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Family Law Blog

Comment on divorce & family law 

Rocket Lawyer launches divorce debate

With all the focus on the Legal Services Act – the so called Tesco’s Law – which comes into force in October, little attention has been given to another potential innovation in the sector launched in the US recently and set to come to the UK shortly.

The snappily titled Rocket Lawyer, from the venture capital arm of Google, no less, is an “online legal document assembly service” aimed at allowing those involved in certain types of cases, including divorce, to access and prepare their own documents.

The innovation is getting a mixed response with some suggesting it will take away valuable drafting fees from family lawyers, while others think it will just take on some of the more menial tasks, leaving family lawyers to get on with offering guidance and advice.

We have a while yet to debate it as it is suggested it will not be here until late next year at the earliest. However, I think it could be great for people who:

  • are no longer entitled to Legal Aid but who feel they cannot afford legal advice
  • people who want to do a lot of the paperwork themselves
  • people who just like to feel that they have a real part to play in the process.

In many ways, we could do with something like this now, with the proposed Legal Aid changes and the generally tight economic conditions prompting more people to look at how they can do more things themselves to reduce costs. Divorce is not exempt from that.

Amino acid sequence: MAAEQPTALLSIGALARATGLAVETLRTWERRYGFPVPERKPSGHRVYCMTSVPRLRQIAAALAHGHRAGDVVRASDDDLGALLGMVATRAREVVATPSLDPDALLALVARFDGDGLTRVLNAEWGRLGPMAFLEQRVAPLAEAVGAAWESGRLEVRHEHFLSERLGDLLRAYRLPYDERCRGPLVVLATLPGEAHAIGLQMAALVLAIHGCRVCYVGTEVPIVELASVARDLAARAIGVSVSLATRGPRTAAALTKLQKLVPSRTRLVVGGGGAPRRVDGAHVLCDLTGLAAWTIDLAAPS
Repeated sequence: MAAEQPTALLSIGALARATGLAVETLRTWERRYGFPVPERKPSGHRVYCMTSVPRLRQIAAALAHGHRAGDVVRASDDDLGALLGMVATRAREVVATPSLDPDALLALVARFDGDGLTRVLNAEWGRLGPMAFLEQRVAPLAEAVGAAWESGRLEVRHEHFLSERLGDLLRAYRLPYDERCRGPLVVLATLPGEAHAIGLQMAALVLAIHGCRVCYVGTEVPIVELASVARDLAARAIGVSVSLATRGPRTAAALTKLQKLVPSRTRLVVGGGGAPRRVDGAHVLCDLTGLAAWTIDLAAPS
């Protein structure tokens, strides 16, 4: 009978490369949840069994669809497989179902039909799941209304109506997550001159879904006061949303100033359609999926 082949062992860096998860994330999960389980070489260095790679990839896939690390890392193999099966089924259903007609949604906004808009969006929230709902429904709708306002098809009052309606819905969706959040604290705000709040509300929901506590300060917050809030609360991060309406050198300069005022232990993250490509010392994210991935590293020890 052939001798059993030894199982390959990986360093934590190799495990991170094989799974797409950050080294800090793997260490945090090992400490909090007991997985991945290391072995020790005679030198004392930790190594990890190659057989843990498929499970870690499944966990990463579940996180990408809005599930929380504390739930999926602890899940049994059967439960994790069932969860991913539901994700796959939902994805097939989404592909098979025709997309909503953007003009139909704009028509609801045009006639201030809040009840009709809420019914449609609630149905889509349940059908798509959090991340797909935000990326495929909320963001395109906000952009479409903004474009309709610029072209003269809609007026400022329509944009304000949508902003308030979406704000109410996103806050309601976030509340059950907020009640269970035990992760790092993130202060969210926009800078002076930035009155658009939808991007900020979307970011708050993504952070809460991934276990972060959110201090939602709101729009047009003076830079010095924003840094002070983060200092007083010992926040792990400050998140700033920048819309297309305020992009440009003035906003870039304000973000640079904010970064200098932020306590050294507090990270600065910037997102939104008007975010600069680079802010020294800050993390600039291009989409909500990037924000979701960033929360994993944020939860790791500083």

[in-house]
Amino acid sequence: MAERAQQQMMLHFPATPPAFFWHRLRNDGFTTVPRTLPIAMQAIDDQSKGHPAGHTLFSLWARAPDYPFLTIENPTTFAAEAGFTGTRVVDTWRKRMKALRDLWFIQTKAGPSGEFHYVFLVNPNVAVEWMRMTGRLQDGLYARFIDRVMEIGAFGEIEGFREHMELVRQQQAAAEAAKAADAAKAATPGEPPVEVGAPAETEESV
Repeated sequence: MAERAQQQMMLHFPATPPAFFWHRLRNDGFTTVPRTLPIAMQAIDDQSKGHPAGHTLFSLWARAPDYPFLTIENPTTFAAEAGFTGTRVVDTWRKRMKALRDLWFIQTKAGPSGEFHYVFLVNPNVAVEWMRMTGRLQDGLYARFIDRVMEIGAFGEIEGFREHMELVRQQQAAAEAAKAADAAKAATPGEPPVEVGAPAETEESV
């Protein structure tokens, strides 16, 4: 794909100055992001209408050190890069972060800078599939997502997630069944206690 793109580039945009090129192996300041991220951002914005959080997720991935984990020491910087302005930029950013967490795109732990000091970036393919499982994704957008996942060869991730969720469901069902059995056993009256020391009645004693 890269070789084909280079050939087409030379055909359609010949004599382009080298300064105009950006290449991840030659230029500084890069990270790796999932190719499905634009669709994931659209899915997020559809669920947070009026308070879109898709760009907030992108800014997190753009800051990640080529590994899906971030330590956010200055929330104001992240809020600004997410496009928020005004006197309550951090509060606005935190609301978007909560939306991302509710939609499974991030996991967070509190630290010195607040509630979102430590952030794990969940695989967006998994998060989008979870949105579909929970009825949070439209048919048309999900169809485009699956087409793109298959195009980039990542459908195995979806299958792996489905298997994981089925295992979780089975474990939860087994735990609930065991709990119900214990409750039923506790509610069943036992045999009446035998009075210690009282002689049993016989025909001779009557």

If the advice on Rocket Lawyer’s site is correct, then it appears it will play a positive role in helping people. However, a glaring problem I can see is that it takes an experienced family lawyer to know if the advice is right, especially as every marriage and every divorce case is different. I hope it will include some basic guidelines for people to help them understand that the word “divorce” does not include sorting out house, finances and children’s arrangements.

All in all, anything that makes divorce easier for our clients is welcomed by me. But, good luck! With the present state of the court system, the no doubt well-set-up and quick Google system could grind to a halt as soon as the papers hit the court system. That’s a problem we struggle with daily.

Andrew Woolley
Family solicitor


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